An activist hopes to help shape a statewide movement to reform schools and oppose a bill that would change Illinois’ tax structure.
Harvard resident Cathy Peschke, who ran and lost as a write-in candidate for state senator earlier this month, said activists from throughout the state recently have been contacting her.
“They want to work together for education reform and to fight House Bill 750,” she said, referring to an education-funding bill that would shift more of the burden to income taxes rather than property taxes.
Peschke, who with her husband, James, runs a local school watchdog group that advocates spending and salary cuts instead of tax increases, said she also wants to work for school vouchers.
She said a meeting would take place in Carpentersville to coordinate the statewide effort. No meeting date had been set. Similar school watchdog groups in other parts of the state did not return calls for comment.
But Peschke likely will find ample support among conservatives as people throughout the state anticipate a legislative debate on House Bill 750.
Members of Illinois Freedom Works, a conservative group that advocates lower taxes, will actively oppose the bill, said Bruno Behrend, the group’s director.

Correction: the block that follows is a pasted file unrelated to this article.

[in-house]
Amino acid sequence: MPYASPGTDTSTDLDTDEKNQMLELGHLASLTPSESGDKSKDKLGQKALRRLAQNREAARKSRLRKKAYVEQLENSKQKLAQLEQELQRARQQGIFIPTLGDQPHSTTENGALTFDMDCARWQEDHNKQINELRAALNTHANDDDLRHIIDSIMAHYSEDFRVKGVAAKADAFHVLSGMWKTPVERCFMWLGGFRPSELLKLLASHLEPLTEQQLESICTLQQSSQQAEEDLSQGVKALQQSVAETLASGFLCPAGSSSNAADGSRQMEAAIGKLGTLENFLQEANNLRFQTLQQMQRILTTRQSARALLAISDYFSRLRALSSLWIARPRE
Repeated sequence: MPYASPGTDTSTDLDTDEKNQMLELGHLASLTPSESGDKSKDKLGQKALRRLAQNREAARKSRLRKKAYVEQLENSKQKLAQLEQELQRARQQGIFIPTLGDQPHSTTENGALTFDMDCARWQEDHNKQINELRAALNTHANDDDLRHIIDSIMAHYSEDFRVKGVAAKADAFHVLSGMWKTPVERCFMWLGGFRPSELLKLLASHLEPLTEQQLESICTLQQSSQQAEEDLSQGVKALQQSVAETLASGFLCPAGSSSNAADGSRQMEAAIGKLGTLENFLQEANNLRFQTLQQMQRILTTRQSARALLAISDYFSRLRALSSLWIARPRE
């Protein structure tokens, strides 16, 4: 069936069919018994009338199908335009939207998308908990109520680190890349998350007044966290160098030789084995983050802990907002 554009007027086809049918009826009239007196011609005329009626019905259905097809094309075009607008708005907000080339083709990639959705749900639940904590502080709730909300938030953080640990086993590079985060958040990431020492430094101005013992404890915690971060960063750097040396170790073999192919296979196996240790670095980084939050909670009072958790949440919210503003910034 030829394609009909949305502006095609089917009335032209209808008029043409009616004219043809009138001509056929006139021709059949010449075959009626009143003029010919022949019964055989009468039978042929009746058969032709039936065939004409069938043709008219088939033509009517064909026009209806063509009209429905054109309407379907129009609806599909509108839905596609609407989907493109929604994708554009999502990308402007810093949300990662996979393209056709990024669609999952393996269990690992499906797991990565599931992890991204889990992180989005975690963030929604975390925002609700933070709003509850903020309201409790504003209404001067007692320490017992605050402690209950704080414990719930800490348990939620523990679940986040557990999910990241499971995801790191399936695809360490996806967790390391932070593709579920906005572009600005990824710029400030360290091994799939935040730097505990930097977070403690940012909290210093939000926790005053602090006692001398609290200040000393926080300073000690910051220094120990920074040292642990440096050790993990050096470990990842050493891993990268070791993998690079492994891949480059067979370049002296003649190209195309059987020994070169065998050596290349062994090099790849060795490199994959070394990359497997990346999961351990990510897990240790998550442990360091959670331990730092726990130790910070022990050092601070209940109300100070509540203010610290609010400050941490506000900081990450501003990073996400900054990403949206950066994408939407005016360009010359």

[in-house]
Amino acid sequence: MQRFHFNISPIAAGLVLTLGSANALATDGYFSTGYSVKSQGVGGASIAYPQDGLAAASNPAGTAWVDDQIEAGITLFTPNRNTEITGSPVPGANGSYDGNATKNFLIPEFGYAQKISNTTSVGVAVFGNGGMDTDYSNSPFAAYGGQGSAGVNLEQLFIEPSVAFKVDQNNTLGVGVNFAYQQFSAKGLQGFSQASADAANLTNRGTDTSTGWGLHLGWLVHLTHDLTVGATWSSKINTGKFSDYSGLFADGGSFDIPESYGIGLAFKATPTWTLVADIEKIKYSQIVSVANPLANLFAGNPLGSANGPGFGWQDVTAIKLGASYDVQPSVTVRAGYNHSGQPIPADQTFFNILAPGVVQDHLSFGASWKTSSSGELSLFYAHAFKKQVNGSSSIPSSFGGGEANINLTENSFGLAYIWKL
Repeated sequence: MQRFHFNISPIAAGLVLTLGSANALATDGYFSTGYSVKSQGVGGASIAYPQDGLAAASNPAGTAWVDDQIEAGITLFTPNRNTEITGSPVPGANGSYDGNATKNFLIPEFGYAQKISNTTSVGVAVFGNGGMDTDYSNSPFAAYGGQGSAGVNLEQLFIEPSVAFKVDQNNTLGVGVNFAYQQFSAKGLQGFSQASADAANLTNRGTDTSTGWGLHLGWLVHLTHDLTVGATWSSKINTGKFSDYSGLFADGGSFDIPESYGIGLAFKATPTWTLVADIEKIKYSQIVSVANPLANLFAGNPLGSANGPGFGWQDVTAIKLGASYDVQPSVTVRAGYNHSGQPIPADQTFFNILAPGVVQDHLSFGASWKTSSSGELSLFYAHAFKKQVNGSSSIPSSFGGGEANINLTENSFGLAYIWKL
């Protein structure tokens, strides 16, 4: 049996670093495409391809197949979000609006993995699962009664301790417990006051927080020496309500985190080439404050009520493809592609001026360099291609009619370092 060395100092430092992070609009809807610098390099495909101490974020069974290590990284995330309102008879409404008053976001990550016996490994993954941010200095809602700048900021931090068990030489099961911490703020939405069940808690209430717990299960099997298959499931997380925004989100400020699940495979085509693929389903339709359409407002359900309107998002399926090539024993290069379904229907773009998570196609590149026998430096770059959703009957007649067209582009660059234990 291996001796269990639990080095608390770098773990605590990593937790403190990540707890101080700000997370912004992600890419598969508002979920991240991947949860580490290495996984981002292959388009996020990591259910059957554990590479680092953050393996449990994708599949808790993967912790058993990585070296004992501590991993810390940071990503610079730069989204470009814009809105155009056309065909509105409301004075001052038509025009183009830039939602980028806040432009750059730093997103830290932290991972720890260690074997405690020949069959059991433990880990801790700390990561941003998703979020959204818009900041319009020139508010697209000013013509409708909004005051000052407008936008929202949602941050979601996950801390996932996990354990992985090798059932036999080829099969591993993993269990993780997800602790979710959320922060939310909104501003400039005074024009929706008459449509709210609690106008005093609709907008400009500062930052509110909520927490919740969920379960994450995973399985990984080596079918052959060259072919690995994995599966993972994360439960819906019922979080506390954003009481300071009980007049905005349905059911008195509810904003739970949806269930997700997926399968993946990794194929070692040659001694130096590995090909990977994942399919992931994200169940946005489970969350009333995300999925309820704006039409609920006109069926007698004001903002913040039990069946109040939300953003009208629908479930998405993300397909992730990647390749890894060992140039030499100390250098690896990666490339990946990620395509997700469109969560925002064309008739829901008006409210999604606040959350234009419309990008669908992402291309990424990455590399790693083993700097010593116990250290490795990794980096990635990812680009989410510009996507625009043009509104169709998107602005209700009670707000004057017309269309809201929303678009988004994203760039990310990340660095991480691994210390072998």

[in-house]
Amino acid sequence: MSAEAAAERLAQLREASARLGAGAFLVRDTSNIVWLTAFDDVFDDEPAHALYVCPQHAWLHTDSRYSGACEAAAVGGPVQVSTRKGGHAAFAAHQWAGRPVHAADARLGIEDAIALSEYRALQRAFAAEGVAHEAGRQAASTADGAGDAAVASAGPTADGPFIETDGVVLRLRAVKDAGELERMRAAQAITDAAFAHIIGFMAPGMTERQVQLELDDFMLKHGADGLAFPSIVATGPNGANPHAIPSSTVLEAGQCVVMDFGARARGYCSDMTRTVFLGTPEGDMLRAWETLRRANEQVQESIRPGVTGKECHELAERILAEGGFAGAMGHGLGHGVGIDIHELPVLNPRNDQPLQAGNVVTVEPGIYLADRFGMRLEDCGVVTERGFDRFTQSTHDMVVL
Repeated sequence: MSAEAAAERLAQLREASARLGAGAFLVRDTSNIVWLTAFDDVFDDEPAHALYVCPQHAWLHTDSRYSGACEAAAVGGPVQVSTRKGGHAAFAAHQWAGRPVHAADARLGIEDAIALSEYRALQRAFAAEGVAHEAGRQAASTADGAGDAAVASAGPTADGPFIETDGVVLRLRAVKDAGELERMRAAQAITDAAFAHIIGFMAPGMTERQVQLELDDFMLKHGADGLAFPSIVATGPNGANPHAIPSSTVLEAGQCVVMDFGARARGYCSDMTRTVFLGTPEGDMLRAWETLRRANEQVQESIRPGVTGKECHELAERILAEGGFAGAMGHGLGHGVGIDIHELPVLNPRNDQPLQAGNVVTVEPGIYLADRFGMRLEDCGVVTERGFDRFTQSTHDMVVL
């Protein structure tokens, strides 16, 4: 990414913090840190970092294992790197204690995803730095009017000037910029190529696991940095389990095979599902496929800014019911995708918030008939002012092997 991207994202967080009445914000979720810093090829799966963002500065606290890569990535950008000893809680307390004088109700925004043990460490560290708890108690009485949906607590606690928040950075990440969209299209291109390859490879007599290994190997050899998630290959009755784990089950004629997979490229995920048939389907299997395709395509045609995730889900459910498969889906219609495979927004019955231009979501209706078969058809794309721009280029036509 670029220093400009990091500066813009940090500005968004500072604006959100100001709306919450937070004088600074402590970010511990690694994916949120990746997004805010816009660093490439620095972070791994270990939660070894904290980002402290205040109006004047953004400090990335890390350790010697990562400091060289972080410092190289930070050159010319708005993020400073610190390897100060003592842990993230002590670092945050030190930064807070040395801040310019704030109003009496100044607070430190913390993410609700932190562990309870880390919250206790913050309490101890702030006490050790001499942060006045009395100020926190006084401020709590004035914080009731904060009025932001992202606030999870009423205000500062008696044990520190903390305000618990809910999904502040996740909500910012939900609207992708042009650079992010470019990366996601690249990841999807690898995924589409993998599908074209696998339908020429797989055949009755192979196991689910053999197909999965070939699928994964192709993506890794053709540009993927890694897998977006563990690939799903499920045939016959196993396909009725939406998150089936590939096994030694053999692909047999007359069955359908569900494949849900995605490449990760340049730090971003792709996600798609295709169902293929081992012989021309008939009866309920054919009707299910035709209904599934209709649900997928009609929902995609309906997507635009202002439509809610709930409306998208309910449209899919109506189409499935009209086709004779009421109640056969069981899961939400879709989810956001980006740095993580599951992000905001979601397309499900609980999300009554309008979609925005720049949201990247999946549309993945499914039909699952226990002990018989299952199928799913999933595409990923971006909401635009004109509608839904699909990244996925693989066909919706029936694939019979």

He predicted that the bill will spark grass-roots activity throughout Illinois.
“It will be a big issue in one form or another in the next year,” Behrend said. “It’s such a huge tax increase, it will be a huge rallying point.”
Educators have expressed cautious optimism that the bill finally will fix what many see as a defective and unfair school-funding system that punishes students who live in poor areas.
Johnsburg District 12 Superintendent Robert Gough has said the bill could represent the best chance to reform school funding in 30 years.
At least one longtime Illinois political observer disagreed.
“I’ve had a hard time finding cause for their optimism,” said Mike Lawrence, who runs the Public Policy Institute at Southern Illinois University.
Gov. Rod Blagojevich has not come out in support of any tax increases, Lawrence said.
“I don’t think legislators are inclined to pass a tax increase unless the governor is leading the way,” Lawrence said.
That could mean good news for Peschke and other like-minded activists.
“They are beginning with a decided advantage,” Lawrence said.